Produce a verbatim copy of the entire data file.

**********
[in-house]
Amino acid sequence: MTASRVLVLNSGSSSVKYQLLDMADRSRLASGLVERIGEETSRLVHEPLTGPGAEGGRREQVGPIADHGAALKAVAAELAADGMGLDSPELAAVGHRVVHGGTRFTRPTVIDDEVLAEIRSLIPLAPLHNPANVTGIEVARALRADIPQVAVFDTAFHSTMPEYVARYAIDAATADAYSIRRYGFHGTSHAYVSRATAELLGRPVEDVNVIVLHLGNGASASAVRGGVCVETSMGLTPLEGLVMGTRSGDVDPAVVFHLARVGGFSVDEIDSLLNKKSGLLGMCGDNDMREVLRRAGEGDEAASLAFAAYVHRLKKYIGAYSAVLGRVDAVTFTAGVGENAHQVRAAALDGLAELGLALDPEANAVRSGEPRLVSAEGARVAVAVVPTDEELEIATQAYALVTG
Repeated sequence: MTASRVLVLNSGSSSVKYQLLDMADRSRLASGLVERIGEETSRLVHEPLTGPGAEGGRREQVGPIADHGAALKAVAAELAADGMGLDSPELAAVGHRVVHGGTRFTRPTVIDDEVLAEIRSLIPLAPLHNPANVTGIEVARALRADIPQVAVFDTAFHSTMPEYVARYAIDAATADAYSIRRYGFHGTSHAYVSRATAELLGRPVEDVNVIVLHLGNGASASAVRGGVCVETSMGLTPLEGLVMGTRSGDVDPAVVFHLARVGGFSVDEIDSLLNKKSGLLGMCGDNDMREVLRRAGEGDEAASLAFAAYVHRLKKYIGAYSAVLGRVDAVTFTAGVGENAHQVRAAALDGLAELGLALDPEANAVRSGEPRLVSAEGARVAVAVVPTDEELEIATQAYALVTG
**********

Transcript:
[in-house]
Amino acid sequence: MTASRVLVLNSGSSSVKYQLLDMADRSRLASGLVERIGEETSRLVHEPLTGPGAEGGRREQVGPIADHGAALKAVAAELAADGMGLDSPELAAVGHRVVHGGTRFTRPTVIDDEVLAEIRSLIPLAPLHNPANVTGIEVARALRADIPQVAVFDTAFHSTMPEYVARYAIDAATADAYSIRRYGFHGTSHAYVSRATAELLGRPVEDVNVIVLHLGNGASASAVRGGVCVETSMGLTPLEGLVMGTRSGDVDPAVVFHLARVGGFSVDEIDSLLNKKSGLLGMCGDNDMREVLRRAGEGDEAASLAFAAYVHRLKKYIGAYSAVLGRVDAVTFTAGVGENAHQVRAAALDGLAELGLALDPEANAVRSGEPRLVSAEGARVAVAVVPTDEELEIATQAYALVTG
Repeated sequence: MTASRVLVLNSGSSSVKYQLLDMADRSRLASGLVERIGEETSRLVHEPLTGPGAEGGRREQVGPIADHGAALKAVAAELAADGMGLDSPELAAVGHRVVHGGTRFTRPTVIDDEVLAEIRSLIPLAPLHNPANVTGIEVARALRADIPQVAVFDTAFHSTMPEYVARYAIDAATADAYSIRRYGFHGTSHAYVSRATAELLGRPVEDVNVIVLHLGNGASASAVRGGVCVETSMGLTPLEGLVMGTRSGDVDPAVVFHLARVGGFSVDEIDSLLNKKSGLLGMCGDNDMREVLRRAGEGDEAASLAFAAYVHRLKKYIGAYSAVLGRVDAVTFTAGVGENAHQVRAAALDGLAELGLALDPEANAVRSGEPRLVSAEGARVAVAVVPTDEELEIATQAYALVTG